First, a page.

How Manchester City Overcame United For Manchester Derby Delight
This post was originally featured on our network site which covers players, matches and more involving Manchester City – manchestercityanalysis.com.
As the dust has settled on another Manchester Derby and another Manchester City victory over their fierce local rivals Manchester United, it is time for me to put to paper my next tactical analysis. In this analysis, I will of course take an in-depth look at this past weekend’s derby and give my say on how Manchester City were able to secure another thoroughly deserved victory in the Premier League.
Manchester City Set-Up
Riyad Mahrez retained his spot on the right-hand side for Manchester City in the big games with Raheem Sterling operating from the left. The favoured midfield trio (given Kevin De Bruyne’s injury) were again selected, as was the usual back four.
Tactical Plans – Full Backs
Starting from back front I will firstly have a look at the differences between Kyle Walker’s and Benjamin Mendy’s roles. Benjamin Mendy is an incredibly effective wing-back when he can push high up the field and operate in the spaces which are vacated by the movement of a wide player in front of him. At the weekend that player was Raheem Sterling. When Sterling would, at times, drift infield and leave space on the left-hand side, Mendy would push forward into these areas and look the get crosses into the box. Manchester United defended these crosses from Mendy well due to the fact that they had an incredible size advantage over the Manchester City front men.
On the other side of the back four was Kyle Walker. Walker is a player who is growing in stature at Manchester City and this is clear from the trust that Guardiola clearly puts in him. When people think of Kyle Walker they tend to think of a marauding full-back who is constantly overlapping his winger and drilling the ball into the box after beating his opposite man for pace. Although this is indeed an aspect of Walker’s game it is not his be all and end all and to suggest this was the case would be doing him a disservice.
In most of his games this season Walker has had a far more important role in the build-up phase of play and this was indeed the case at the weekend. Walker was far more reserved and would often shuffle over when Mendy had pushed high up the field in order to form a back three with John Stones and Aymeric Laporte. When the ball was in more advanced areas of the field Walker would move up alongside Fernandinho in his inverted full-back role. It was also clear however that Walker was not only used in this position for his ability on the ball but for his athleticism and positioning when Manchester City lost the ball. Anthony Martial is on an incredible run of form for Manchester United in recent weeks and although he did add another to his scoring charts at the weekend, admittedly from the penalty spot, he was totally nullified by Walker. Walker lead the way in ball recoveries with eight while Martial only completed one take-on in the game which emphasises they’re contrasting performances. Manchester United can be effective and efficient on the counter attack and with a front three of Rashford, Lingard and Martial there was a chance for potential danger for Manchester City’s back line. One of the reasons from a City point of view of why United didn’t in fact pose any threat on the counter was the role of Kyle Walker.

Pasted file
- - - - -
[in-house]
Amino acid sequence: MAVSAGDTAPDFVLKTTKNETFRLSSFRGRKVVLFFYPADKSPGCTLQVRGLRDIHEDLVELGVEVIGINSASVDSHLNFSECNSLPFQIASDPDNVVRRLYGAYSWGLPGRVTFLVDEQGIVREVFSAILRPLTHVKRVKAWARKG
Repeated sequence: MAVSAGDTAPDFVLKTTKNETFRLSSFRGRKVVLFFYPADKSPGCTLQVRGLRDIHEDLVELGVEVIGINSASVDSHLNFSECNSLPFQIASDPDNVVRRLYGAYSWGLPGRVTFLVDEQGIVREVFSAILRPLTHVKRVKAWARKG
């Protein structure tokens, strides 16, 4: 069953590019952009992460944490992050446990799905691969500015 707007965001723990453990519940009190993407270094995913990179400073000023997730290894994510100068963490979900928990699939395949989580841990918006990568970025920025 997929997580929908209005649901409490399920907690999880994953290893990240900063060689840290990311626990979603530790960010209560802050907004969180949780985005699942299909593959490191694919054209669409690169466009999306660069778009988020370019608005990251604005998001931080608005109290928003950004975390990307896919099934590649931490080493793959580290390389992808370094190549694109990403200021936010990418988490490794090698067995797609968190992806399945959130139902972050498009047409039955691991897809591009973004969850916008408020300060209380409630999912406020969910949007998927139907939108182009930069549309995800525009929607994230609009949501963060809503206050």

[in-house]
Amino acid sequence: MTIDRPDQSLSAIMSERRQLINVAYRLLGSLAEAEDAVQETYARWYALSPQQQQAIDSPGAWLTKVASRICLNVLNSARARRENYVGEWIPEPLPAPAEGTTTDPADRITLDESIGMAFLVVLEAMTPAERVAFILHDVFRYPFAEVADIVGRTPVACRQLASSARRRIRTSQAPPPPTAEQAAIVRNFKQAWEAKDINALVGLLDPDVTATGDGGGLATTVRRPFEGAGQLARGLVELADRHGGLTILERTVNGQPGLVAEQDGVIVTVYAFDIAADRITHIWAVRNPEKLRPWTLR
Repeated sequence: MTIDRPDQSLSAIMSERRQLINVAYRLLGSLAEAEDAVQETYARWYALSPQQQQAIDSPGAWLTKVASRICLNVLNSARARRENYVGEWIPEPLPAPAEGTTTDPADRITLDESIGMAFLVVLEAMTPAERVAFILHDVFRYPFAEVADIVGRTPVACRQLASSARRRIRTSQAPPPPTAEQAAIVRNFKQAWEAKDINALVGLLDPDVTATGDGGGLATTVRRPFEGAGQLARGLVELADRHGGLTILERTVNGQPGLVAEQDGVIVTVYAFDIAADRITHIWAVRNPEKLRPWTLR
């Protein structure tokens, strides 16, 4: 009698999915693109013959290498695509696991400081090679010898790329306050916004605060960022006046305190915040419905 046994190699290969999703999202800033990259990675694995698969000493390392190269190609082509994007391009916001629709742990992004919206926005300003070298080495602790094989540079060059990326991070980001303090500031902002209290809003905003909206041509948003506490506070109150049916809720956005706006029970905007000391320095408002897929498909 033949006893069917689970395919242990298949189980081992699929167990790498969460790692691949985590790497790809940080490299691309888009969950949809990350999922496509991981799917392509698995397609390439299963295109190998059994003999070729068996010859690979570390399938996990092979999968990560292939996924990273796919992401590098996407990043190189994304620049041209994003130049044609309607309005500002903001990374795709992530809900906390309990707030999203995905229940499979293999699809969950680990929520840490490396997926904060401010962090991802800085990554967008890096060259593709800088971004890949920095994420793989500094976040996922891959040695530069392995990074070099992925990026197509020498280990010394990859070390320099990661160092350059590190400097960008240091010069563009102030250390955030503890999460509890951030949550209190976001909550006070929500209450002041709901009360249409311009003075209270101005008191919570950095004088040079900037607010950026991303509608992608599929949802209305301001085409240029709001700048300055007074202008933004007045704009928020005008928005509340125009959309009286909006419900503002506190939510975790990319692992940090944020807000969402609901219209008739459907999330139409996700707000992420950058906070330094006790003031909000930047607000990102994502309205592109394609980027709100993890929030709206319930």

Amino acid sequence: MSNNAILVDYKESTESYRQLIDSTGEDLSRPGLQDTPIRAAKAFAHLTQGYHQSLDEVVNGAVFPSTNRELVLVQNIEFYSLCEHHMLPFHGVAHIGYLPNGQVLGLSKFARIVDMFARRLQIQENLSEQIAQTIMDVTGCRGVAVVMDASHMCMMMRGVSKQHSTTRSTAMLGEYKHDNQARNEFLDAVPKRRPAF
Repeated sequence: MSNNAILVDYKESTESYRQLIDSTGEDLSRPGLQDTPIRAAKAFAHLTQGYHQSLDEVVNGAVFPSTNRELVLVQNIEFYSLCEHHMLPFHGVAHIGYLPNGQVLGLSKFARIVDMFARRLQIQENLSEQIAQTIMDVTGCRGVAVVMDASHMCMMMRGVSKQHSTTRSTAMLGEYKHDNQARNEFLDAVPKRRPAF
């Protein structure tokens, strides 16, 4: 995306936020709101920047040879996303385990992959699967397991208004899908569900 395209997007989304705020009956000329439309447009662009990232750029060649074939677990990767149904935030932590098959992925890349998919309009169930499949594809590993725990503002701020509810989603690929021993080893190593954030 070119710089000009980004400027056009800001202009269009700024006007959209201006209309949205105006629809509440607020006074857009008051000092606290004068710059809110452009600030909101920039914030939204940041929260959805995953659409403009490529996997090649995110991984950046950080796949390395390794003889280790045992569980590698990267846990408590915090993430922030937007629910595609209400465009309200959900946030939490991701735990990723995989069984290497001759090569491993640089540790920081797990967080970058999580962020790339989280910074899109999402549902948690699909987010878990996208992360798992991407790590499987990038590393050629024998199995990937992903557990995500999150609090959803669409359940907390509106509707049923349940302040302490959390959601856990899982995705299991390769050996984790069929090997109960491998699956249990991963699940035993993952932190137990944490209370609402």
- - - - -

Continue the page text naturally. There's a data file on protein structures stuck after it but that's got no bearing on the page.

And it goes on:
Tactical Plans – Overloads
A huge feature of Manchester City’s playing style is the desire to create overloads throughout the pitch the idea being that if City have the ball and have a numerical advantage then they won’t lose the ball very easily but if they do lose the ball they have a numerical advantage making it easier for them to counter-press immediately and win the ball back.